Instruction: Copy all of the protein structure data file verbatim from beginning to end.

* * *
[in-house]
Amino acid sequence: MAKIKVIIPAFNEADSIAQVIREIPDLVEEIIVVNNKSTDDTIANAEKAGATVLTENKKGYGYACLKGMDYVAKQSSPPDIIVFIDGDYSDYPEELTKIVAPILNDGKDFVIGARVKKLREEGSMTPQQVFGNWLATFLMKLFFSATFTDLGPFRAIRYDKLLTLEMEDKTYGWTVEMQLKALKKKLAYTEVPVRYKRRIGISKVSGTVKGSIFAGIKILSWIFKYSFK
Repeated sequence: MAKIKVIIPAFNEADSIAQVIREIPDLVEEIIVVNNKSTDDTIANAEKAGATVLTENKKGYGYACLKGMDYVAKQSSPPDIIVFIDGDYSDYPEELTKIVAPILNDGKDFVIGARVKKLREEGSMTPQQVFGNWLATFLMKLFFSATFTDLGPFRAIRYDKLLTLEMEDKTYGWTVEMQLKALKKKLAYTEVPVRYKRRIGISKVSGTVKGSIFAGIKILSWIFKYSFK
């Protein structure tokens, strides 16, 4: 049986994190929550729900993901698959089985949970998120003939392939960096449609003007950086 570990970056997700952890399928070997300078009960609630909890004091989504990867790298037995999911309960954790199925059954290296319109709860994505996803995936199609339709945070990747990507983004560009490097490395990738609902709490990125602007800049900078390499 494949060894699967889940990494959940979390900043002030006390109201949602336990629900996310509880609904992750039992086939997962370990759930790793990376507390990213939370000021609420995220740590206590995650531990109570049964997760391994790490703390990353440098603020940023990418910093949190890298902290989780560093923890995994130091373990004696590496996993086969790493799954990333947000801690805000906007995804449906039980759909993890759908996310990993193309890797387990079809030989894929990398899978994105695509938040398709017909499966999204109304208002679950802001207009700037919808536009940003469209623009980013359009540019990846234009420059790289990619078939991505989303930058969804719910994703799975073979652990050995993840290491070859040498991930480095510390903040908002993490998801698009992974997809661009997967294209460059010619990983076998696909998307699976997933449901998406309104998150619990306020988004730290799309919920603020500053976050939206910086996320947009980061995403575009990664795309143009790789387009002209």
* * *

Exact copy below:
[in-house]
Amino acid sequence: MAKIKVIIPAFNEADSIAQVIREIPDLVEEIIVVNNKSTDDTIANAEKAGATVLTENKKGYGYACLKGMDYVAKQSSPPDIIVFIDGDYSDYPEELTKIVAPILNDGKDFVIGARVKKLREEGSMTPQQVFGNWLATFLMKLFFSATFTDLGPFRAIRYDKLLTLEMEDKTYGWTVEMQLKALKKKLAYTEVPVRYKRRIGISKVSGTVKGSIFAGIKILSWIFKYSFK
Repeated sequence: MAKIKVIIPAFNEADSIAQVIREIPDLVEEIIVVNNKSTDDTIANAEKAGATVLTENKKGYGYACLKGMDYVAKQSSPPDIIVFIDGDYSDYPEELTKIVAPILNDGKDFVIGARVKKLREEGSMTPQQVFGNWLATFLMKLFFSATFTDLGPFRAIRYDKLLTLEMEDKTYGWTVEMQLKALKKKLAYTEVPVRYKRRIGISKVSGTVKGSIFAGIKILSWIFKYSFK
């Protein structure tokens, strides 16, 4: 049986994190929550729900993901698959089985949970998120003939392939960096449609003007950086 570990970056997700952890399928070997300078009960609630909890004091989504990867790298037995999911309960954790199925059954290296319109709860994505996803995936199609339709945070990747990507983004560009490097490395990738609902709490990125602007800049900078390499 494949060894699967889940990494959940979390900043002030006390109201949602336990629900996310509880609904992750039992086939997962370990759930790793990376507390990213939370000021609420995220740590206590995650531990109570049964997760391994790490703390990353440098603020940023990418910093949190890298902290989780560093923890995994130091373990004696590496996993086969790493799954990333947000801690805000906007995804449906039980759909993890759908996310990993193309890797387990079809030989894929990398899978994105695509938040398709017909499966999204109304208002679950802001207009700037919808536009940003469209623009980013359009540019990846234009420059790289990619078939991505989303930058969804719910994703799975073979652990050995993840290491070859040498991930480095510390903040908002993490998801698009992974997809661009997967294209460059010619990983076998696909998307699976997933449901998406309104998150619990306020988004730290799309919920603020500053976050939206910086996320947009980061995403575009990664795309143009790789387009002209």